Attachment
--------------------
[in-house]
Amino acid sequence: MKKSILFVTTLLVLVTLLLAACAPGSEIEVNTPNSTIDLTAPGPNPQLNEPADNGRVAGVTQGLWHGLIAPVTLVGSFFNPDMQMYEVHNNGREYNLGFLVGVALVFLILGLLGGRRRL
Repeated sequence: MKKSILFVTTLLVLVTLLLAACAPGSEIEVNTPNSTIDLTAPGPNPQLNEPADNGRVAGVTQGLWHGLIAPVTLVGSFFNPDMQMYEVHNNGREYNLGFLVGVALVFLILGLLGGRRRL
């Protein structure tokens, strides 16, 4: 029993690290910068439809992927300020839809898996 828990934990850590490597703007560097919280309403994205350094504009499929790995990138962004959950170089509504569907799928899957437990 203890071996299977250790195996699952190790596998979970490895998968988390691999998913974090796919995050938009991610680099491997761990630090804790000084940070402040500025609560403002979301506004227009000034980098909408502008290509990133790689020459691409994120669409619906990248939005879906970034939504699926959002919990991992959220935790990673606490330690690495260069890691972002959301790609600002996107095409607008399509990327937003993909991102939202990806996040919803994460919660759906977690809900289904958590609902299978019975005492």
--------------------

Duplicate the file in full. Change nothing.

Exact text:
[in-house]
Amino acid sequence: MKKSILFVTTLLVLVTLLLAACAPGSEIEVNTPNSTIDLTAPGPNPQLNEPADNGRVAGVTQGLWHGLIAPVTLVGSFFNPDMQMYEVHNNGREYNLGFLVGVALVFLILGLLGGRRRL
Repeated sequence: MKKSILFVTTLLVLVTLLLAACAPGSEIEVNTPNSTIDLTAPGPNPQLNEPADNGRVAGVTQGLWHGLIAPVTLVGSFFNPDMQMYEVHNNGREYNLGFLVGVALVFLILGLLGGRRRL
């Protein structure tokens, strides 16, 4: 029993690290910068439809992927300020839809898996 828990934990850590490597703007560097919280309403994205350094504009499929790995990138962004959950170089509504569907799928899957437990 203890071996299977250790195996699952190790596998979970490895998968988390691999998913974090796919995050938009991610680099491997761990630090804790000084940070402040500025609560403002979301506004227009000034980098909408502008290509990133790689020459691409994120669409619906990248939005879906970034939504699926959002919990991992959220935790990673606490330690690495260069890691972002959301790609600002996107095409607008399509990327937003993909991102939202990806996040919803994460919660759906977690809900289904958590609902299978019975005492």